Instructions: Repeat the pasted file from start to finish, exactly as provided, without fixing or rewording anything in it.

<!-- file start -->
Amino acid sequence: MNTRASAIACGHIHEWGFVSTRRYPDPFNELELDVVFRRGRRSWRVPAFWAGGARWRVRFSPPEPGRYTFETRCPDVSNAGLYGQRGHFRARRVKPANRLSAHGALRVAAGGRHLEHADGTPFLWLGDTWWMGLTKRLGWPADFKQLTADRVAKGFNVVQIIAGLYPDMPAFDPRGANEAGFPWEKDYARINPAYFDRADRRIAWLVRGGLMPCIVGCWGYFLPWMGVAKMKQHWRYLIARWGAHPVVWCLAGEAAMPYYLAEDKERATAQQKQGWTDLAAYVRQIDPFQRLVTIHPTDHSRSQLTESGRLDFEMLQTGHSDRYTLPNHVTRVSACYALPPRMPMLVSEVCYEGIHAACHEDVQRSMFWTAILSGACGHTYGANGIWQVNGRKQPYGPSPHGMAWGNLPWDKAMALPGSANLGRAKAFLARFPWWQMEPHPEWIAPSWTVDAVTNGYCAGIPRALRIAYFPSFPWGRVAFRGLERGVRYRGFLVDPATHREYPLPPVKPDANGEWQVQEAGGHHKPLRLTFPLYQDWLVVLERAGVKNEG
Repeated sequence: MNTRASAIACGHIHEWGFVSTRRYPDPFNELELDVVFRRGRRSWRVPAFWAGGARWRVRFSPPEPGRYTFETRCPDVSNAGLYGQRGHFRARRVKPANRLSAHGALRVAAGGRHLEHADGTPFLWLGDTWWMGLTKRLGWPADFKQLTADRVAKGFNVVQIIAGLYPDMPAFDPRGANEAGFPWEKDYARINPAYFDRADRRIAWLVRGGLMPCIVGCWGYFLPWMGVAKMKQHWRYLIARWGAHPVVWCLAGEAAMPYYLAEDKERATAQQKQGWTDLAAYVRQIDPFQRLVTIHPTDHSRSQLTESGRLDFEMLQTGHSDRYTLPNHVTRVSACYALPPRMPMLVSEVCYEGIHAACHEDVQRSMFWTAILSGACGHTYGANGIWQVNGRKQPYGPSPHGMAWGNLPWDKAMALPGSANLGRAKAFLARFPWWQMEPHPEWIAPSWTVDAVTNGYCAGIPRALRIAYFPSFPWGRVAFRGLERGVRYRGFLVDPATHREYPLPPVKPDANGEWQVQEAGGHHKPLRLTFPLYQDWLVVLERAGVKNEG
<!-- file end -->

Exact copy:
Amino acid sequence: MNTRASAIACGHIHEWGFVSTRRYPDPFNELELDVVFRRGRRSWRVPAFWAGGARWRVRFSPPEPGRYTFETRCPDVSNAGLYGQRGHFRARRVKPANRLSAHGALRVAAGGRHLEHADGTPFLWLGDTWWMGLTKRLGWPADFKQLTADRVAKGFNVVQIIAGLYPDMPAFDPRGANEAGFPWEKDYARINPAYFDRADRRIAWLVRGGLMPCIVGCWGYFLPWMGVAKMKQHWRYLIARWGAHPVVWCLAGEAAMPYYLAEDKERATAQQKQGWTDLAAYVRQIDPFQRLVTIHPTDHSRSQLTESGRLDFEMLQTGHSDRYTLPNHVTRVSACYALPPRMPMLVSEVCYEGIHAACHEDVQRSMFWTAILSGACGHTYGANGIWQVNGRKQPYGPSPHGMAWGNLPWDKAMALPGSANLGRAKAFLARFPWWQMEPHPEWIAPSWTVDAVTNGYCAGIPRALRIAYFPSFPWGRVAFRGLERGVRYRGFLVDPATHREYPLPPVKPDANGEWQVQEAGGHHKPLRLTFPLYQDWLVVLERAGVKNEG
Repeated sequence: MNTRASAIACGHIHEWGFVSTRRYPDPFNELELDVVFRRGRRSWRVPAFWAGGARWRVRFSPPEPGRYTFETRCPDVSNAGLYGQRGHFRARRVKPANRLSAHGALRVAAGGRHLEHADGTPFLWLGDTWWMGLTKRLGWPADFKQLTADRVAKGFNVVQIIAGLYPDMPAFDPRGANEAGFPWEKDYARINPAYFDRADRRIAWLVRGGLMPCIVGCWGYFLPWMGVAKMKQHWRYLIARWGAHPVVWCLAGEAAMPYYLAEDKERATAQQKQGWTDLAAYVRQIDPFQRLVTIHPTDHSRSQLTESGRLDFEMLQTGHSDRYTLPNHVTRVSACYALPPRMPMLVSEVCYEGIHAACHEDVQRSMFWTAILSGACGHTYGANGIWQVNGRKQPYGPSPHGMAWGNLPWDKAMALPGSANLGRAKAFLARFPWWQMEPHPEWIAPSWTVDAVTNGYCAGIPRALRIAYFPSFPWGRVAFRGLERGVRYRGFLVDPATHREYPLPPVKPDANGEWQVQEAGGHHKPLRLTFPLYQDWLVVLERAGVKNEG